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March 16, 2015
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Aging, Alzheimer’s disease and dementia have all been prominent research topics of late, as the human population just keeps getting older. Virginia Wadley Bradley, PhD, Associate Professor of Medicine in the UAB Department of Medicine, recently received an R01 award of nearly $2.3 million from the National Institute on Aging to test a computer-based training program on people with Mild Cognitive Impairment (MCI). 

Mild cognitive impairment, or MCI, is a stage of cognitive decline between the expected decline associated with normal aging, and the more serious decline of dementia. The clinical trial will focus on processing speed, and will compare participants to a control group partaking in mentally stimulating activities.

“Prior research has shown that people who have memory loss consistent with MCI weren’t able to benefit from certain types of memory training, but were able to benefit from processing speed training,” Bradley says. “It has been associated with maintenance of medication management and driving in people with regular abilities.” The processing speed training has not been done in people diagnosed with MCI, she says. 

“We are trying to maintain everyday brain function, which is thought to be mediated or improved through processing speed abilities,” Bradley says. The research will also look at genetic predictors and brain structure, taking participants’ saliva samples and MRI sequences as biomarkers for  disease risk. 

The funding came in August 2014 after Wadley submitted her grant a second time—with assistance from the Center for Clinical and Translational Science, she says. Wadley participated in a CCTS PDQ, or Panels Done Quickly, at the suggestion of Dr. Richard Allman, former director of the Comprehensive Center for Healthy Aging at UAB.

The grant was due November 2013, and the PDQ took place in late October 2013, Bradley recalls. She says the PDQ—a meeting of experts from disciplines across fields at UAB—forced her to complete her work in advance and allow time for revisions. 

wadley partyFunding party to celebrate the R01 grant award to Dr. Wadley“It forced me to get the grant done,” she says. “I was actually kind of wary of sharing the grant with all these people, and getting prepared to present it.”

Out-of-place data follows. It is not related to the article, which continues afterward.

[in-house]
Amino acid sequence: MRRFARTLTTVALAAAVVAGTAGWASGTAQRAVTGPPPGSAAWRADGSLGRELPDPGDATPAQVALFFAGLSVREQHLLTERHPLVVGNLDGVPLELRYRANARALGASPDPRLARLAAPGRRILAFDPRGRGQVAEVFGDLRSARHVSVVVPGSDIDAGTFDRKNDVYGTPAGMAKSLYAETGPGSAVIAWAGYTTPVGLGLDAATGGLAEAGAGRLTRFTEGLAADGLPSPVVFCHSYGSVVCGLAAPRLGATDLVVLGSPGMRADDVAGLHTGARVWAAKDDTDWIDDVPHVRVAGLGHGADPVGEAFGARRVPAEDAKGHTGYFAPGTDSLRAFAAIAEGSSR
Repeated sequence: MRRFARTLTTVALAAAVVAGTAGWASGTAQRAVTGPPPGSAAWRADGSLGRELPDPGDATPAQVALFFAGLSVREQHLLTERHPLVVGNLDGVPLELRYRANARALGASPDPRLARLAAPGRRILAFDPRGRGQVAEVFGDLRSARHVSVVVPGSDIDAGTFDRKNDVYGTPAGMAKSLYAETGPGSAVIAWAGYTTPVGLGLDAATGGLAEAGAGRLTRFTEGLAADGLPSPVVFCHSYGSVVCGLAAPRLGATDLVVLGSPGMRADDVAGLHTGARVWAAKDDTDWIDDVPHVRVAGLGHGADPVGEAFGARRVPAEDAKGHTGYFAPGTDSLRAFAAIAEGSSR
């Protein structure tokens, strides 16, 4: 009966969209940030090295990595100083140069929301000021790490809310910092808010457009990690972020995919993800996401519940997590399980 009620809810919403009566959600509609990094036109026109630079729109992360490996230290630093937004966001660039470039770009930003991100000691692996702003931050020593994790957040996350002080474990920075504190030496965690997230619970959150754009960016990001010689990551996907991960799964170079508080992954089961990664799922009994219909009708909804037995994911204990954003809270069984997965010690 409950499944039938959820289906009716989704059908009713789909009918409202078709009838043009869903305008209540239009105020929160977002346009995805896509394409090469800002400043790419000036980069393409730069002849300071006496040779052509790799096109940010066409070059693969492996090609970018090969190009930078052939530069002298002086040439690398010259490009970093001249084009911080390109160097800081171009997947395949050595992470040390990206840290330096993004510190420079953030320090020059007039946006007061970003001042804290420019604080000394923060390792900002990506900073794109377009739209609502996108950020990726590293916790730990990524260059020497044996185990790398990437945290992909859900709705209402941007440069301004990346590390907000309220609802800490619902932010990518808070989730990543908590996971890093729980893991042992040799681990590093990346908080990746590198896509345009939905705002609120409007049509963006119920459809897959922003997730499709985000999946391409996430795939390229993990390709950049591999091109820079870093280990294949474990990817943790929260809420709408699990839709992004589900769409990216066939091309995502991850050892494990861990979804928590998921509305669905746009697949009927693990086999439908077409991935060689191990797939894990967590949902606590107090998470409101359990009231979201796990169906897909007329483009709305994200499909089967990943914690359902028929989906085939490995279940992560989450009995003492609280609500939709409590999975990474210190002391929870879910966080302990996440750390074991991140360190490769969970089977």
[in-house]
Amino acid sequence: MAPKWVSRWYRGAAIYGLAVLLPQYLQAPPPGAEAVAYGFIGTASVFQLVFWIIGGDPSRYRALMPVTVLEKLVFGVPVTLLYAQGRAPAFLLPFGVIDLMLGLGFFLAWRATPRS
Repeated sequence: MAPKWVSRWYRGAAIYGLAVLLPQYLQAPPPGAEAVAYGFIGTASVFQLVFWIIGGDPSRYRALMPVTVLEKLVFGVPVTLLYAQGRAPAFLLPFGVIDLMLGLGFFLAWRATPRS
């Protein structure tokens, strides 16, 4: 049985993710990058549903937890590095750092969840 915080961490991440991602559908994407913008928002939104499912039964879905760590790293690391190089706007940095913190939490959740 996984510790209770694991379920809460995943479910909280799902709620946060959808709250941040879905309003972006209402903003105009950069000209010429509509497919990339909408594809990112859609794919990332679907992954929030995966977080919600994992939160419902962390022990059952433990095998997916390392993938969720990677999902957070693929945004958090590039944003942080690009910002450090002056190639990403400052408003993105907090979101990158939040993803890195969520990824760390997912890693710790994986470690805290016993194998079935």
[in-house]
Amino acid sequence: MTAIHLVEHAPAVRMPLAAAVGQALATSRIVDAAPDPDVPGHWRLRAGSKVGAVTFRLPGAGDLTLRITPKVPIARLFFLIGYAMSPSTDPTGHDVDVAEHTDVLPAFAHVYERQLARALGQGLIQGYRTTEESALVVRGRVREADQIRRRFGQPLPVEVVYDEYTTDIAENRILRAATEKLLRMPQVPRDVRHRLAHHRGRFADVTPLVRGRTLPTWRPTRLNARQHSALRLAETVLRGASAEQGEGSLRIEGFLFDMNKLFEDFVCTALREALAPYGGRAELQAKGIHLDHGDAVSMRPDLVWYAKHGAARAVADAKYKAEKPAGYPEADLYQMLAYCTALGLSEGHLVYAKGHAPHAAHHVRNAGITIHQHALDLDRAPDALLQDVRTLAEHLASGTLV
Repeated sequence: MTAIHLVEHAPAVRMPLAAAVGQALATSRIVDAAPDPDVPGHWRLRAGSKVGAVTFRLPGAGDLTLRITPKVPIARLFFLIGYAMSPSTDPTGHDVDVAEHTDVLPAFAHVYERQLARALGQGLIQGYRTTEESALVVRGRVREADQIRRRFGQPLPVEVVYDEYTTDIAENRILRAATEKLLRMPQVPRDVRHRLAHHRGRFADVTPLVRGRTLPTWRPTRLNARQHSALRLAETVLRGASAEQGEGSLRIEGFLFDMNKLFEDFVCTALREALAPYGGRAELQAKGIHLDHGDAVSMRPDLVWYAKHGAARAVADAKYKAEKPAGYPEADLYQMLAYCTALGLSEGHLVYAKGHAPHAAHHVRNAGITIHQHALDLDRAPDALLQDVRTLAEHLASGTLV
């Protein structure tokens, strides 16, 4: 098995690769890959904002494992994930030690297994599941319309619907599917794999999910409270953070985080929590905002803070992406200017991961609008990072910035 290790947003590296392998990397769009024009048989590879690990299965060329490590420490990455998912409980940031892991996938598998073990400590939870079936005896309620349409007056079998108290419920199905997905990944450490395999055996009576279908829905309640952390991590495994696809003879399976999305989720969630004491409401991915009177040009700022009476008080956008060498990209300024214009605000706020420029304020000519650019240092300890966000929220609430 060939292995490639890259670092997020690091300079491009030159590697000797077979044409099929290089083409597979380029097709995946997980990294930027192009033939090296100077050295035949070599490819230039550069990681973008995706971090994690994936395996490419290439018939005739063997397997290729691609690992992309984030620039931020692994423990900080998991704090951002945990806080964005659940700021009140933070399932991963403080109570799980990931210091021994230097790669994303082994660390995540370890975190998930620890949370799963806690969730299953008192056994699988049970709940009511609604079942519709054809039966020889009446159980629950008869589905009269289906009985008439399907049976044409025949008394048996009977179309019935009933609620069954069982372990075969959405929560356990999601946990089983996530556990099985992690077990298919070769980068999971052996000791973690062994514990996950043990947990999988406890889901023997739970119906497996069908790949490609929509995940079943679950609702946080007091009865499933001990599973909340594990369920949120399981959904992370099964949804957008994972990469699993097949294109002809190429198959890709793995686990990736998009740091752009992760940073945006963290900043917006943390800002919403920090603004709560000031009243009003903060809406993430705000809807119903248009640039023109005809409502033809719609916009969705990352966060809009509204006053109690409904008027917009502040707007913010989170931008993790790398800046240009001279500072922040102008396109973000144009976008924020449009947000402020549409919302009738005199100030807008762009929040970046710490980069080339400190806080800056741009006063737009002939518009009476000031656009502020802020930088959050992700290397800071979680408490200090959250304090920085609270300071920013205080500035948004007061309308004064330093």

But the experience was positive, she says. “It was very helpful—it was a good discussion with people from different disciplines offering their perspectives and suggestions. “ For example, she received statistical help finding power to achieve sufficient results, and making simulations for power analyses. Another critique Bradley recalls was accounting for how to know the participants are doing the training at home after they reach that phase of the program. 

“I had read about another study using camera features built into laptops and iPads to track compliance, but we didn’t want to do that—it’s too invasive. But I did add a compliance check during home visits to make sure the person is familiar with the program—participants also are keeping logs and get phone calls to check on any barriers to compliance. We specifically designed it not to require Internet connections—it will run offline.” 

Other advice came in the form of budget considerations. 

“Dr. Robert Kimberly [CCTS director] suggested I talk to the program officer about whether they would really give this size budget to a non-pharmacologic intervention, and should I scale back? It was a good point.”

In the end, Bradley maintained her budget request, and got it. Now she and her research team will be able to provide each participant with an iPad to conduct the computer-based protocols. These are broken into categories by the type or amount of attention they require for completion: divided attention, selective attention, simple attention, and increasingly brief displays—trying to improve the amount of information processed in a single glance. Ten sessions are done at UAB before participants transition to home training on the iPads. The home training will continue for two years, once a week for an hour. The trial aims to include 140 participants diagnosed with MCI. Participants will be reassessed six weeks and twice annually after joining the study on cognitive function and everyday driving skills. 

The UAB Memory Disorders Clinic will refer participants to the trial based on clinical symptoms of MCI.  The study will conduct additional evaluations in memory and cognitive testing, plus everyday abilities using lab-based testing. 

“For example, we’ll use the driving assessment clinic run out of the Department of Ophthalmology for on-road evaluations, and also get an MRI at the outset, to look at predictors of who can benefit from this type of training,” Bradley says. Individuals who are interested in participating can contact Dr. Bradley at (205) 975-2294 or Program Manager Marianne McLaughlin at (2050) 934-0233.
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